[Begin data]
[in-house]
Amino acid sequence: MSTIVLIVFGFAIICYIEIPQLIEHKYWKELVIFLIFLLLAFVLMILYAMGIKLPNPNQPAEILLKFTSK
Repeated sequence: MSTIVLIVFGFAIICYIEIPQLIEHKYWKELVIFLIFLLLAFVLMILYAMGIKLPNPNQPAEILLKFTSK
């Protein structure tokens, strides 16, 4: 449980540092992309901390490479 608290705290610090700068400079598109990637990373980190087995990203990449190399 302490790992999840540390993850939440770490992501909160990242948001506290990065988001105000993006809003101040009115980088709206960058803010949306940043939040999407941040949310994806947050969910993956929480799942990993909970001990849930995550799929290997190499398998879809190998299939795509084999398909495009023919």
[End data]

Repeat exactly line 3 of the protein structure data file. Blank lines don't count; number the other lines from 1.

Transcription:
Repeated sequence: MSTIVLIVFGFAIICYIEIPQLIEHKYWKELVIFLIFLLLAFVLMILYAMGIKLPNPNQPAEILLKFTSK